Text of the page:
MODELING TECHNIQUES FOR OPTIMIZATION OF LITHIUM-ION BATTERIES

MODELING TECHNIQUES FOR OPTIMIZATION OF LITHIUM-ION BATTERIES

The objective of this research was to aid in the development of advanced Lithium-Ion batteries for (hybrid) electric vehicles. Over the last two decades, battery industry has established large, highly effective R&D labs where high throughput experiments are used to investigate new materials, manufacturing process parameters and alternated cell designs (i.e. geometrical cell parameters). The main reason for this costly and time consuming approach is the inability to accurately predict dynamic cell performance and estimate the effect of new active and passive materials. Indeed, maximum available capacity and equilibrium potential of a cell with known electrode materials are easily calculated, however energy density, power density and lifetime performance are dif cult to determine.

In many other engineering elds physics-based models are used in the product design phase. Furthermore the use of virtual design tools speed up the successful implementation of new materials in existing products because they allow a level of abstraction describing materials in terms of most relevant intrinsic material properties. First steps towards practical battery models have been made but the successful use of battery simulation tools in industry lags behind. Certain critical aspects of battery modeling have not yet adequately been studied mainly because of the complex nature of the porous electrodes to which a Li-Ion battery cell owes its superior performance.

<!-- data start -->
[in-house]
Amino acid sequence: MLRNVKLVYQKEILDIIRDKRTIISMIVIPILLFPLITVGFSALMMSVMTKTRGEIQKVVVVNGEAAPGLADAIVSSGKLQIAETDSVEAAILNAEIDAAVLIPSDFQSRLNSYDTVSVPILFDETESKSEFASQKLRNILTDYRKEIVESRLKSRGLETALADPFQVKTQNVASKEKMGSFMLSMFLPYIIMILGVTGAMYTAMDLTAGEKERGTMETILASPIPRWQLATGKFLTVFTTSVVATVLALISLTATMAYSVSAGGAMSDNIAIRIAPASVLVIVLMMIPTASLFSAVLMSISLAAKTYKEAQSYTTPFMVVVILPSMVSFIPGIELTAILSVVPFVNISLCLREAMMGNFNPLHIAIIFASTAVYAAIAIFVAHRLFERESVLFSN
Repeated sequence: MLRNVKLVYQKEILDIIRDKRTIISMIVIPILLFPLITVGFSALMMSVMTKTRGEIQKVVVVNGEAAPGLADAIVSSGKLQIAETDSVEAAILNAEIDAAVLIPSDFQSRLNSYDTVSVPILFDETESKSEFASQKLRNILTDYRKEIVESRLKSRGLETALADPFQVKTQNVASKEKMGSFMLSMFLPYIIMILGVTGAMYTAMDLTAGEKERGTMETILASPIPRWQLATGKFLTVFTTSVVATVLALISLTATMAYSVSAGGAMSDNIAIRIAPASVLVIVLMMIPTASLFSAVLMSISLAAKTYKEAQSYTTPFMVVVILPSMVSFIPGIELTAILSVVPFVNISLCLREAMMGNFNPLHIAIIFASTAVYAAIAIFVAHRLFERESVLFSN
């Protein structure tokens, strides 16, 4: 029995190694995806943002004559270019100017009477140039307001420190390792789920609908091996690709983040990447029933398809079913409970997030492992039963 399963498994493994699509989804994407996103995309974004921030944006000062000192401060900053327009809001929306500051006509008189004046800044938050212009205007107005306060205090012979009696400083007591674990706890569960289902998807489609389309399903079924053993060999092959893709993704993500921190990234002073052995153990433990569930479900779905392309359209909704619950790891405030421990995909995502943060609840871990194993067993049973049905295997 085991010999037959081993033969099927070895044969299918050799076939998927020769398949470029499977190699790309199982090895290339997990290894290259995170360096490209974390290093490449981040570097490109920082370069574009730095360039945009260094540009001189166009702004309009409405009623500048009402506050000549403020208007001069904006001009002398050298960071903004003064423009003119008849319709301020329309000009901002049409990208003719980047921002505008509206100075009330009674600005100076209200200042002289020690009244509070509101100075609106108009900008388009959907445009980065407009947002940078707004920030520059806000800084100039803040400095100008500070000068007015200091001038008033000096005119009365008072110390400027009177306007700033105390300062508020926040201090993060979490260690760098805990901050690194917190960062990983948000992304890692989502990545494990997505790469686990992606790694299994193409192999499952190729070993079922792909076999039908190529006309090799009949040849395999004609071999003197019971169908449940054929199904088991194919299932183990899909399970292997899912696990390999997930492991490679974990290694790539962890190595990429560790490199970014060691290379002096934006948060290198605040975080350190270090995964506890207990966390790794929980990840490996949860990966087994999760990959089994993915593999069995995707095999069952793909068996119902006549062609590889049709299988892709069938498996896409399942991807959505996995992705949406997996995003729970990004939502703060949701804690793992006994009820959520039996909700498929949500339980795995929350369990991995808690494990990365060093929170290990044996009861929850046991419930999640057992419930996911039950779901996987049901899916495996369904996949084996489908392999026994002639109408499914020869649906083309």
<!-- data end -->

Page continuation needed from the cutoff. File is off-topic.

In this work a rigorous physics-based model for lithium nickel manganese cobalt oxide versus graphite based cells is developed that can estimate current-voltage response, energy and power capacity, and ohmic resistance. The model describes the behavior as a function of material and design parameters making it possible to design a battery starting from the required performance. The model can be extended to other intercalation compounds and porous electrodes.

This thesis presents a state-of-the art methodology to simulate battery performance based on the most important cell design parameters.